Of course, public Charter schools are not necessarily the right choice for all students or even all districts, however, we have an obligation to provide more choices to those who need them. We need to help the 30% whose parents cannot afford private schools or don’t have the opportunity to homeschool, when their current and only educational choice/school has continued to fail their children, even after providing interventions and additional funding.
As Chair of House Committee on Health of Health and Family Services, I am acutely aware of the other factors that affect a child’s learning experience; fractured home lives, unimaginable tragic situations that are the day to day for many of our Kentucky children. For struggling learners especially, all our government safety nets, and public education and interventions may not provide what many of them need most of all…a nurturing and loving home. I know for many of those students it may be, perhaps the nurturing voice or the strong inspirational voice of a coach that raises them up to reach beyond their circumstances to grab everything within their educational environment, so they can reach their potential. In some regions of the state, a public charter can make a difference for those children.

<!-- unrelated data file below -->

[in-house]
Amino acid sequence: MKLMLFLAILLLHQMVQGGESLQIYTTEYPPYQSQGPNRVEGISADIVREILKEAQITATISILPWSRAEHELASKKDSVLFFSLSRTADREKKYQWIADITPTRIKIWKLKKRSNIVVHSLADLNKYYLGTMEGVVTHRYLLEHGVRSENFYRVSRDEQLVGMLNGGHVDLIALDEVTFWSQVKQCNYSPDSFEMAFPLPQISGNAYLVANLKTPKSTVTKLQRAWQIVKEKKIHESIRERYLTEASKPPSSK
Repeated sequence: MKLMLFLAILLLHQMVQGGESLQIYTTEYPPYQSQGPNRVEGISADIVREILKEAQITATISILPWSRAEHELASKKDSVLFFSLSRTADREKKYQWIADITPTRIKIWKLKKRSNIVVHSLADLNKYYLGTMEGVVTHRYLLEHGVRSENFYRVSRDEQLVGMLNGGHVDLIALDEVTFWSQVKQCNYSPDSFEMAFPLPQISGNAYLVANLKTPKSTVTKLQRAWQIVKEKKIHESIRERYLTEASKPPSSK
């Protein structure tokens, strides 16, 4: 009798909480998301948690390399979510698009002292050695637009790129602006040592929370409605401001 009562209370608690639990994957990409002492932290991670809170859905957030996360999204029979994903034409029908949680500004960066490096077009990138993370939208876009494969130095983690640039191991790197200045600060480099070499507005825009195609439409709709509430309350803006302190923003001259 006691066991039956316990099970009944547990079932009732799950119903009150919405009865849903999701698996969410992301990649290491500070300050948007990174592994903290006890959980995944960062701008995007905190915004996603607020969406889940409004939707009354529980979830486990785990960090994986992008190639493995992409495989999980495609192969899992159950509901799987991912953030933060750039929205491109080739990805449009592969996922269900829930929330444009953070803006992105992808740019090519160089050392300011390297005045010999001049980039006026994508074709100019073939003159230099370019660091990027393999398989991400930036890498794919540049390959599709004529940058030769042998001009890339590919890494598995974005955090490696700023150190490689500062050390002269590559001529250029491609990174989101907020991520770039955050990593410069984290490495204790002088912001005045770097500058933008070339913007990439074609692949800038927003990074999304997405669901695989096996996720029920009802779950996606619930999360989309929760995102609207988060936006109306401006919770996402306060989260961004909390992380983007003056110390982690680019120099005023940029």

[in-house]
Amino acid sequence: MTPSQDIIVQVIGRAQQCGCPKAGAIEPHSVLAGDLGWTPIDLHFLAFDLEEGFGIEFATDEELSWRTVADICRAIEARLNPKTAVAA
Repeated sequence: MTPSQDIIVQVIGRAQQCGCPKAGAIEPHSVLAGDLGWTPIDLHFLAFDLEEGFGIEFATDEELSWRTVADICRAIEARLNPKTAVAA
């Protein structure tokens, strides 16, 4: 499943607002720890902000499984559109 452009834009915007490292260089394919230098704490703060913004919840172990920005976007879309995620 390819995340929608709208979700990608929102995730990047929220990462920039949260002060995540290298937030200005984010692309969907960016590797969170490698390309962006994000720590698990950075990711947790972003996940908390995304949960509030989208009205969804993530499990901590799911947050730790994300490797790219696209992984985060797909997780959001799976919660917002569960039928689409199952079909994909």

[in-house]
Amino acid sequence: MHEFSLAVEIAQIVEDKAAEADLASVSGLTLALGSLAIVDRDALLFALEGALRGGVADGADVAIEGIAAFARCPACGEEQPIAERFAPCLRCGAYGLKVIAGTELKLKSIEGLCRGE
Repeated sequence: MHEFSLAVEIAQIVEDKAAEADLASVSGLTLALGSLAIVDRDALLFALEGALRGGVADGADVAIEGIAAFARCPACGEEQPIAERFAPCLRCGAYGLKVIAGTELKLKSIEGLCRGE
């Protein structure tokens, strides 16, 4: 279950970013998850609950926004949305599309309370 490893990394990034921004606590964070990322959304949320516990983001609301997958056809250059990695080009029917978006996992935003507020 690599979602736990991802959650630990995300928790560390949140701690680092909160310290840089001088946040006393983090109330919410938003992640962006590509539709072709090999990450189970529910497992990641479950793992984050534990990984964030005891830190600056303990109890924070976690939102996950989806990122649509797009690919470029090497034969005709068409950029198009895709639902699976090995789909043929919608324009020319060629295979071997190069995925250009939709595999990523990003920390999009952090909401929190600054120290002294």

For those in my Boone County School District, who have contacted me concerned about HB520, I know we may not always agree but thank you for your inquires. I hope this clears some of the concerns and confusion on the matter especially in Boone County.
We have outstanding and dedicated educators and while I won’t say Boone is perfect, we have set the bar high in Boone. I have had the opportunity to visit our schools, I follow our student outcomes and their achievements. Again, public charters are public schools and “only” the local district school boards could authorize them and should that occur the local board would have oversight.
Kentuckians need all available tools to help these students. And while public charter schools are not necessarily the right choice for all students or even all districts, we have an obligation to provide more choices to those who need them. We need to help the students whose parents cannot afford private schools or don’t have the opportunity to homeschool. It is my hope that House Bill 520 will provide that choice and a chance for those students to succeed.
I take very seriously each and every Legislative decisions that comes before us. It is critical that we explore the educational evidence and the possibilities, stretching our vision beyond how we have always done things. It is critical, especially for every Kentucky child who’s future inherently rest upon the decisions we make. The children of Kentucky maybe 25% of the population but they are 100%of the future. Failing them, is not an option. Proving each of them the opportunity to succeed is the imperative.
Representative Addia Kathryn Wuchner
Serving the 66th House District
#kyga17 #ParentChoice #KYEducation